ALBANY — New York's ambitious green energy goals are facing tall challenges due to a lack of transmission lines needed to move electricity from the upstate region to the power hungry metropolis of New York City.
That is one of the conclusions in the annual report of the New York Independent System Operator (ISO), which manages the power grid across the state and works to ensure the reliability of the network of transmission systems.
New York's goal of getting at least 50 percent of its energy from clean, renewable sources by 2030 "will be jeopardized because energy delivery from renewable resources to downstate load centers will be constrained," the grid manager suggested.
The snapshot of the state's power resources offered a tale of two regions, with power to downstate mainly being generated from the burning of fossil fuels, while upstate chiefly relies on hydro, nuclear and increasing levels of wind energy.
New York's power system moves electricity over 11,173 circuit miles of high-voltage transmission lines. More than 80 percent of the network came into service before 1980, according to the report.
Key trends facing the grid include public policy initiatives addressing global climate change, with policymakers striving to slash greenhouse gas emissions by increasing reliance on "intermittent" sources, such as wind and solar, as well as energy storage technology that can hold power generated by green sources.
While the report does not discuss the regional skirmishes that have resulted from the siting of new transmission lines in the upstate region, the history of infrastructure projects suggests such battles are inevitable.
Large scale power line projects have too often been on imposed on upstate regions, with downstate reaping the bulk of the benefits, state Sen. James Seward, R-Milford, said after reviewing the ISO report.
"I don't want to see upstate be a thoroughfare for transmission lines from upstate to downstate," Seward said. "It will scar our landscape, without any benefit to upstaters."
He said sending that power downstate has had an upward pressure on electricity prices for upstate.
"They ought to be looking at generating the electricity closer to where it is needed," Seward said. "That would be my preference rather than building more transmission lines."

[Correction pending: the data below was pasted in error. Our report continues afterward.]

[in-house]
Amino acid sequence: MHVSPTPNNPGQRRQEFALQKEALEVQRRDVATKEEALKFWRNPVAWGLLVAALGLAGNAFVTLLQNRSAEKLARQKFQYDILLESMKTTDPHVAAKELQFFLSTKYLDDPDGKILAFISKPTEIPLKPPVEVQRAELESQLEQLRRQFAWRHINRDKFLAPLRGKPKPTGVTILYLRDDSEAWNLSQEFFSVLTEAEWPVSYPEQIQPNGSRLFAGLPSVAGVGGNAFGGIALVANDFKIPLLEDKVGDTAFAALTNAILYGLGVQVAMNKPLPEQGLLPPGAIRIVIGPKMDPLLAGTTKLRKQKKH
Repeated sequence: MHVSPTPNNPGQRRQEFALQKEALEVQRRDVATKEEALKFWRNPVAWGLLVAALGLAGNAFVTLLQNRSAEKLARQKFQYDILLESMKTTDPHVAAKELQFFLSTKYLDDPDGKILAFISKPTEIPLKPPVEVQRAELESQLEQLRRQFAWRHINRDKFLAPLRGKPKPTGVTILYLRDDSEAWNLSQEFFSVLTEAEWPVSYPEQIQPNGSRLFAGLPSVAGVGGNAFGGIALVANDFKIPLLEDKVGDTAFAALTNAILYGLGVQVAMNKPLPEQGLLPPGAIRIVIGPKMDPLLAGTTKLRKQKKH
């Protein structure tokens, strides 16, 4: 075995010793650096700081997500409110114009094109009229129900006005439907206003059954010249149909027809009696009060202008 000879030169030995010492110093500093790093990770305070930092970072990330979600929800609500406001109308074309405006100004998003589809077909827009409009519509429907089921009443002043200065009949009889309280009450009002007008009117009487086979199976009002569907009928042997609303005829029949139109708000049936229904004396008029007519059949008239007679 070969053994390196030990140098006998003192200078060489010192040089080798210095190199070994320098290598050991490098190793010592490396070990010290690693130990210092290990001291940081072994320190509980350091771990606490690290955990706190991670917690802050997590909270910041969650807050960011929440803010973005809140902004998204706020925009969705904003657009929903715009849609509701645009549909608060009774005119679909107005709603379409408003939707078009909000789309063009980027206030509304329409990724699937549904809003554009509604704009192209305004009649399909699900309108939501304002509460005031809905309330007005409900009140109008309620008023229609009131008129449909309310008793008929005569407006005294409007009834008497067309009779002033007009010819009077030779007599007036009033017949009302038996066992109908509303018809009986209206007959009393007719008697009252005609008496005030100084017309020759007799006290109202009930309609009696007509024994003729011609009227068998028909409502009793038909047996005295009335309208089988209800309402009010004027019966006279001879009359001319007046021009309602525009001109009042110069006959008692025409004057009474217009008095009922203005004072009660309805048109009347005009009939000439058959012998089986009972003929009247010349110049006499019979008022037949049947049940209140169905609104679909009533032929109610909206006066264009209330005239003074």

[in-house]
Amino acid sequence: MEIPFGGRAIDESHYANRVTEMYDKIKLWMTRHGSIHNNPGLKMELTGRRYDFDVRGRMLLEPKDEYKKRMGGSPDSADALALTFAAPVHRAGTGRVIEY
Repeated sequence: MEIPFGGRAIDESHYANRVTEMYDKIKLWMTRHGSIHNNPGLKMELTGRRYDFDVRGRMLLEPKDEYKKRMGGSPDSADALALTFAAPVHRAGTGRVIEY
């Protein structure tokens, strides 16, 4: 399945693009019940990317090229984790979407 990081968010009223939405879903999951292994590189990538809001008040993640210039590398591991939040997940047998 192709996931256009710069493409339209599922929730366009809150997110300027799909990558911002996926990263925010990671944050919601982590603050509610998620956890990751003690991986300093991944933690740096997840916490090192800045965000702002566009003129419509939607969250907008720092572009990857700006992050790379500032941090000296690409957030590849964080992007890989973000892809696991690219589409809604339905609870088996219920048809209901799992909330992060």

Richard Berkley, director of the consumer advocacy group Public Utility Law Project of New York, said the report makes a strong case that New York needs to upgrade its antiquated transmission system, noting it was not designed for a time when solar and wind projects are being connected to the grid.
One benefit of modernizing the grid, Berkley said, would be the creation of "a lot of well paying jobs, as the construction unions would get a lot of work," he said. But the cost of improving the grid will likely fall on ratepayers, he acknowledged.
"The question will be: how are you going to keep it affordable for people who are barely making it now?" Berkley said.
Planning for New York City's future energy mix is joined with plans to expand transmission in the upstate region. New York City Mayor Bill de Blasio announced last month that the city would buy carbon-free electricity from the Champlain Hudson Power Express, a hydroelectric line project slated to be completed in 2025.
Running under Lake Champlain before heading into the Hudson Valley, it was first proposed in 2008. The nation's largest city has a goal of an 80 percent reduction in carbon emissions by 2050.
More transmission capability is needed to keep electricity being generated with wind from being lost through the constraints of the current system, Richard Dewey, vice president of the ISO told reporters in a conference call.
Siting approvals are now being sought from state regulators for transmission projects to carry hydroelectric power from western and central New York to the downstate region, and more power lines will be needed beyond those systems, Dewey explained.
Dewey, asked about the consequences if New York's grid is not expanded, said: "We will probably be inhibited in the ability to achieve the renewable goals we've laid out. It will mean a longer term and bigger dependence on downstate fuel units. It will mean we will be limited in the number of new projects that can be added to the system."
He added there could also be an increase in energy prices.
The ISO report noted that New York experienced its highest demand for electricity last year at about 5 p.m. on August 29.
Joe Mahoney covers the New York Statehouse for CNHI's newspapers and websites. Reach him at email@example.com